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31. Posted by Eleniki (Full Member 125 posts) 9y

"The world is a book and those who do not travel read only a page"
This quote from Johnny last november is exactly how I feel about travelling. We live on an amazing planet and those of us who are lucky (and unlucky) enough to live in the 'first world' have an opportunity to see that planet. Why stay in a little box if we are given the choice to see outside it? I want to change my view of life and the world, and I am lucky enough to have been given a chance to do that. Most of you (though not all) posters on this thread seem to be in your 20s and 30s, and are looking at the travel thing as something you almost have to get out of your systems - some of you before you 'settle down' and some of you because you feel you did the responsible adult thing too young and now want out. (Incidentally it's hard to read several posts which claim to have ditched 'the job, house, wife'. Funny how that never reads 'job, house, husband' - sad to see some guys still see women as an accessory in the negative sense of a tie)
I've worked for 25 yrs in the professional world, travelled as much as I could during that time, being lucky enough to be in education and have long summer breaks and so on. Now I'm taking off to South America, Nepal and China in September for 8 or 9 months, doing some volunteer work and a lot of travel. Mostly alone, although my partner will join me for some of the time. I didn't ditch him, I didn't sell my house (but have to plan v carefully re mortgage) and I didn't hand in my notice (got a year's leave of absence, unpaid). You get tax back, and if you volunteer (in my case in an Andean cloud forest and in a rural village in lower Himalaya) you pay far far less for living than you do in our expensive cities in the west. I'm looking forward to this year so much, because of so many things, but mostly so that I can learn more about our world, which is so threatened. And to see animals, birds and plants that I have been fascinated by since I was a tiny child. Firsthand! I am afraid, yes, but the excitement and the knowledge that I will be free of the stress of my job and other home-related stuff, meeting people who are so incredibly different from those I have been surrounded by every day for so long, and giving my eyes, ears and tongue an amazing break and refresher, through scenery, faces, creatures, light, weather, birdsong, speaking a different language (learning Spanish intensively).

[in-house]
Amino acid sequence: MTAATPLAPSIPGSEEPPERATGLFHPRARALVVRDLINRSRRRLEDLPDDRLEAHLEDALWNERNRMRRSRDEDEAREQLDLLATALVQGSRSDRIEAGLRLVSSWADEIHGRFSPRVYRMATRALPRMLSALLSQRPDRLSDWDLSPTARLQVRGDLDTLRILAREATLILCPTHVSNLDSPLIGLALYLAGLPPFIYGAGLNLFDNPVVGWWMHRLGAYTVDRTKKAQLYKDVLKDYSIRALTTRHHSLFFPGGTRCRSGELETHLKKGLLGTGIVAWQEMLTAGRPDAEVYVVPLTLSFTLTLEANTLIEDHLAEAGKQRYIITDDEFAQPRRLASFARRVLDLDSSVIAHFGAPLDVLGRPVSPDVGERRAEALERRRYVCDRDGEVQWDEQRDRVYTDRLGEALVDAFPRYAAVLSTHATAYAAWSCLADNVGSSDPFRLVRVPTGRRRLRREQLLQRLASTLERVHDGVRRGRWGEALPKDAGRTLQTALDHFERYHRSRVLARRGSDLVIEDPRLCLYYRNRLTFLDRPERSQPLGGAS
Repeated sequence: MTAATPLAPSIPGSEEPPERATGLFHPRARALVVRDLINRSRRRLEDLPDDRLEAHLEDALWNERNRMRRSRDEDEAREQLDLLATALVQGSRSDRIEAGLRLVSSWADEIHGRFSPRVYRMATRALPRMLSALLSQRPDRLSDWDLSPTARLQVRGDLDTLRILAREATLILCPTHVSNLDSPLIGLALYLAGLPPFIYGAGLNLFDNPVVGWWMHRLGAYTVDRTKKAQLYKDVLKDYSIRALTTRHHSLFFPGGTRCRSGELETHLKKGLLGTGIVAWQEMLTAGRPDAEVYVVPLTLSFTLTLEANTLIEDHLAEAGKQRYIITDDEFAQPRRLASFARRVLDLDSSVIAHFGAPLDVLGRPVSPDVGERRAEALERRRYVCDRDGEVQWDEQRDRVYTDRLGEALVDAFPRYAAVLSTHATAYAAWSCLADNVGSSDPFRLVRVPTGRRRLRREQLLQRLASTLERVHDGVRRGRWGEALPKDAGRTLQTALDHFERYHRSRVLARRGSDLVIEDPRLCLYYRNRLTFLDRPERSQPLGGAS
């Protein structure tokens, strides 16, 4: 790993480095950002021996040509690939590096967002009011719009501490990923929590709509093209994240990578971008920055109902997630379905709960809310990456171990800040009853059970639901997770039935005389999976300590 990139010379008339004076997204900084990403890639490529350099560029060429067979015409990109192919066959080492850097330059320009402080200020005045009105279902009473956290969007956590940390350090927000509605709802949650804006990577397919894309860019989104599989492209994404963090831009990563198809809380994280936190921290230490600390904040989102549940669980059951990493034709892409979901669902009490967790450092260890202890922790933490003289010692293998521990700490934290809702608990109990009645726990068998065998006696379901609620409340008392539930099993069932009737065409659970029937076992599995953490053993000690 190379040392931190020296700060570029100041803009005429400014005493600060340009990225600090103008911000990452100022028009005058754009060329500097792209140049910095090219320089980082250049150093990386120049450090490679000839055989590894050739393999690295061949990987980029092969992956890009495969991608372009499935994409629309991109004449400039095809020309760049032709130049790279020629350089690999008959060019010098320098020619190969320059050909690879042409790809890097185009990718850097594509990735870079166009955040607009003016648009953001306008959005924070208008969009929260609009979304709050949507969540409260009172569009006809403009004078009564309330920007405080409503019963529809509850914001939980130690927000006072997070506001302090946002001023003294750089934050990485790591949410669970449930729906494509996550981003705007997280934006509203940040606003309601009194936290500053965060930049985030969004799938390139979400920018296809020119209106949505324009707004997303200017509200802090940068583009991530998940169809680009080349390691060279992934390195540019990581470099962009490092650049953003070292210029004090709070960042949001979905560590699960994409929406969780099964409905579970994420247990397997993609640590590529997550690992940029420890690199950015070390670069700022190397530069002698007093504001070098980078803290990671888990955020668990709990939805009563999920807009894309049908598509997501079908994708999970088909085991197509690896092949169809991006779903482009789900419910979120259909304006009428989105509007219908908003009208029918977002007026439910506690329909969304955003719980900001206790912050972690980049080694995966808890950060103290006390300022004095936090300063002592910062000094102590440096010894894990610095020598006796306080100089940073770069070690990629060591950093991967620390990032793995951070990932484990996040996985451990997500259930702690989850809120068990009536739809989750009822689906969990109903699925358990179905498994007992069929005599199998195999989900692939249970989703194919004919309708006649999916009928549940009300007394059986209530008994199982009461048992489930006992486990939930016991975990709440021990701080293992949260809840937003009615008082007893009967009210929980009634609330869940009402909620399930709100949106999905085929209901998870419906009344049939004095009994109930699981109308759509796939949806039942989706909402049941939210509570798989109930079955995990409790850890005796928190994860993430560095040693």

Every morning I find myself driving to work (another issue - I'm not proud that my carbon footprint to Ecuador will probably take me my time working in the jungle to pay off) and stuck at a certain roundabout, and every morning I think 'What am I doing?' Every morning, the same thing, the same place, the same faces at work, the same deadlines year in, year out. What for? Who said we have to do this? I hear a lot of moral self-judgement in the posts on this thread - where is it cast in stone that we have to live in this repetitive, unimaginitive, etiquette-laden way? Why do we feel the need to justify the desire to travel and see our own earth? It all smacks to me of western christian values, ideas that were developed in repressed eras centuries ago, very prominent still in the U.S.
Let go - stop judging. Open your eyes - that's what will happen if you travel. My mother is convinced that I will be a) bitten by a venomous snake b) contract amoebic dyssentry (the worst kind) c) be infested by brain-invading water-born parasites, or d) be driven over the edge of a bottomless abyss in a nepalese bus. All of these things will happen within hours of my arriving 'abroad' and all of them will result in death, probably after days of tortuous suffering. And I say to her 'well you know, mum, if I have to die sometime, that will be a good death'. Lose the fear. I have to tell myself this too, as it's the first time I will have gone so far away alone.
And when I come back (and hope my cat, now in her 18th year, is still with us) I will consider my life again. And maybe I'll sell my house then, and hand in my notice (but hopefully not dump the man) and embark on a completely different life, writing up my journals as a book, who knows? The thing is, I will have that different perspective. And that will be worth everything. To all of you who are planning a big trip, good luck. I'll let you know.

32. Posted by Seek Up (Budding Member 15 posts) 9y

samsara2 and Eleniki are on to something -- I would hope that it doesn't have to be one or the other. I'm still young, and I hope that my life will be filled with it all: a fulfilling job, sharing important events with my close family and friends, a house (and mortgage!), and, of course, travel! I think it's easier in some cases -- many people have posted about taking a leave of absence from work, and many people freelance for various industries, which is a great compromise. Still others buy a house and just rent it for the time you're gone. You have to be able to snatch any opportunities when they come, and that's applicable to every aspect of life, including the right job and the right travel experience.